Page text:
Feeds

BT aims to make UK a Wi-Fi kibbutz

Hold the FON

Intelligent flash storage arrays

BT unveiled ambitious plans today to create the world's most extensive Wi-Fi network by persuading consumers to share access to their home router.

It's part of a move by the national telco to head off the rise of 3G mobile internet on the cheap via a Home Hub firmware update.

BT's three million Total Broadband customers will be asked to join a community developed by BT and FON, the wireless firm run by Argentinian billionaire Martin Varsavsky.

Membership will grant users access to BT Openzone hotspots, the 190,000 hotspots FON claims worldwide, and internet connections owned by other members for no extra charge.

If another of the 500,000 international "Foneros" accesses your Home Hub, they'll be allocated 512Kbit/s of downstream bandwidth. Any data the guest downloads won't count towards the owner's usage allowance. If, in turn, a Total Broadband punter uses FON out and about, it'll be recorded on their account. BT says it'll know who carried out any illegal activity and that access to the network will be secure.

BT's consumer chief Gavin Patterson said: "We have built a public Wi-Fi network and 12 Wireless Cities already, but today we are saying to customers, let's build a Wi-Fi community together, which covers everywhere and serves everyone."

It's the biggest ever deal for Madrid-based FON, which has been strongest in the Spanish, Japanese, and French markets. BT will have observed with interest as municipal Wi-Fi hit the buffers Stateside, and making its customers foot the bill for better coverage makes corporate sense. How FON's quid pro quo will go down with BT's customers is a different matter.

It's not an original idea, as we noted at last year's 3GSM conference in Barcelona. Joltage, a similar bandwidth-sharing utopia, lasted only a year.

However, as part of its arrangement with FON, BT has joined fellow comms big-hitters Google and Skype (the eBay-owned VoIPsters playing with a smaller bat these days) in investing in the firm, and taken a seat on the board. The brass tacks of the buy-in are being kept secret, but BT will be feeding some to FON.

Varsavky wrote: "It was amazing and refreshing to see how agile a telco giant could be in working with an innovative concept like the BT FON Community."

"Agile" BT's annual profits of £2.4bn make a gamble like FON a bet worth making.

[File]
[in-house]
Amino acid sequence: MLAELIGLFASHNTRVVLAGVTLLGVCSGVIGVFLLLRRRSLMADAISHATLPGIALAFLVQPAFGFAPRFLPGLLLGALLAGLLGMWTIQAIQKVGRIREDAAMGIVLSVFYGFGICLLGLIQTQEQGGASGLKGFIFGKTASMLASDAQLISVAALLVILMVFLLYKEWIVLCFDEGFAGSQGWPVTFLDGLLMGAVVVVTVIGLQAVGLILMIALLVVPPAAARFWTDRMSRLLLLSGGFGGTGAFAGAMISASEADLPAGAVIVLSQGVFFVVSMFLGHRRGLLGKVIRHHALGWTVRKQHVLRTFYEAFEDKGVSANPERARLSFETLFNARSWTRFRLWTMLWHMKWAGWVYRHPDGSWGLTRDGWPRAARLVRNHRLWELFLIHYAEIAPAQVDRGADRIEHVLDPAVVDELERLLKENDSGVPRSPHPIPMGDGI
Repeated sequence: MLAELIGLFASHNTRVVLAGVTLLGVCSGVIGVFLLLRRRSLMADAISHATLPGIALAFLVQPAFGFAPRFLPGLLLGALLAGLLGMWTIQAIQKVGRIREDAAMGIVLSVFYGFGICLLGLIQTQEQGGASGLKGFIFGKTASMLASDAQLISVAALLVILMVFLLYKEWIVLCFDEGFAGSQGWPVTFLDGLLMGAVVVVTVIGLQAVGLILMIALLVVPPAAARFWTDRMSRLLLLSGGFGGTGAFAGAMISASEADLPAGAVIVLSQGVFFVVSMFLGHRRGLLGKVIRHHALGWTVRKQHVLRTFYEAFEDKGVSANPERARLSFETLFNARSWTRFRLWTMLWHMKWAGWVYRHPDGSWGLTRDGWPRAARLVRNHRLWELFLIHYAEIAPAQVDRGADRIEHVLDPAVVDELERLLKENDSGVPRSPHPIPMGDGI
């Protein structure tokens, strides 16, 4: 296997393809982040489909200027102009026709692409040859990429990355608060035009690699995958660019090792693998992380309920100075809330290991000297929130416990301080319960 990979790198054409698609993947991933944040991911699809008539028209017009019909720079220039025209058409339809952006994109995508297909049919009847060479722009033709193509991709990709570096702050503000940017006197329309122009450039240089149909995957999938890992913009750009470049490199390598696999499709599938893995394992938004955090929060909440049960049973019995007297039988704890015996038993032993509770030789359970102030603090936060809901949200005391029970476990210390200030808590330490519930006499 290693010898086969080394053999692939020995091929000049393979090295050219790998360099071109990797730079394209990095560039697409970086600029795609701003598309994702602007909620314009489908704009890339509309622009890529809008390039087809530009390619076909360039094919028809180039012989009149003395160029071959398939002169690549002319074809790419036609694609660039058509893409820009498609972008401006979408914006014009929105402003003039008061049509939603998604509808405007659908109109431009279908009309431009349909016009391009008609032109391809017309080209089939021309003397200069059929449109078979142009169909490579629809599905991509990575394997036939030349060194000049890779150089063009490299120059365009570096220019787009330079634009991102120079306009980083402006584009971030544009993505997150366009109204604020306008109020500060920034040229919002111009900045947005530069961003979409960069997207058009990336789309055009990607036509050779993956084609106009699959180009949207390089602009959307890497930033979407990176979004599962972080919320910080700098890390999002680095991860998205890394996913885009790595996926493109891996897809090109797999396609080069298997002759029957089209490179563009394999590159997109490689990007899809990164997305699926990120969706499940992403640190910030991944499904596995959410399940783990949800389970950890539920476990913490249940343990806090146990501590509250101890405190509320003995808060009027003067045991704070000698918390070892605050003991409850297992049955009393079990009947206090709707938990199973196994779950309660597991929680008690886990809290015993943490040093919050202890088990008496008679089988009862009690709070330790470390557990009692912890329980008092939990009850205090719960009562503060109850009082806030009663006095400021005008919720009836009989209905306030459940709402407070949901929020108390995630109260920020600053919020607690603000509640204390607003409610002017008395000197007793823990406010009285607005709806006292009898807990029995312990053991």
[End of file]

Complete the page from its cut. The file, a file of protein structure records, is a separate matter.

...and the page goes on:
BT's information page is here. Martin Varsavsky's musings on the deal are on his website here.

There's a glitzy party at the Tate Modern tonight to kick off the marketing push for what amounts to a hi-tech kibbutz. It's a strange world we live in these days. ®

Secure remote control for conventional and virtual desktops

More from The Register

next story
Same old iPad? NO. The new 'soft SIMs' are BIG NEWS
AppleSIM 'ware to allow quick switch of carriers
Arab States make play for greater government control of the internet
Nerds told to get lost in last-minute power grab bid at UN meeting
Brits: Google, can you scrape 60k pages from web, pleeease
Hey, c'mon Choc Factory, it's our 'right to be forgotten'
Of COURSE Stephen Elop's to blame for Nokia woes, says author
'Google did have some unique propositions for Nokia'
It's even GRIMMER up North after MEGA SKY BROADBAND OUTAGE
By 'eck! Eccles cake production thrown into jeopardy
Mobile coverage on trains really is pants
You thought it was just *insert your provider here*, but now we have numbers
Don't mess with Texas ('cos it's getting Google Fiber and you're not)
A bit late, but company says 1Gbps Austin network almost ready to compete with AT&T
prev story

Whitepapers

Forging a new future with identity relationship management
Learn about ForgeRock's next generation IRM platform and how it is designed to empower CEOS's and enterprises to engage with consumers.
Why cloud backup?
Combining the latest advancements in disk-based backup with secure, integrated, cloud technologies offer organizations fast and assured recovery of their critical enterprise data.
Win a year’s supply of chocolate
There is no techie angle to this competition so we're not going to pretend there is, but everyone loves chocolate so who cares.
High Performance for All
While HPC is not new, it has traditionally been seen as a specialist area – is it now geared up to meet more mainstream requirements?
Intelligent flash storage arrays
Tegile Intelligent Storage Arrays with IntelliFlash helps IT boost storage utilization and effciency while delivering unmatched storage savings and performance.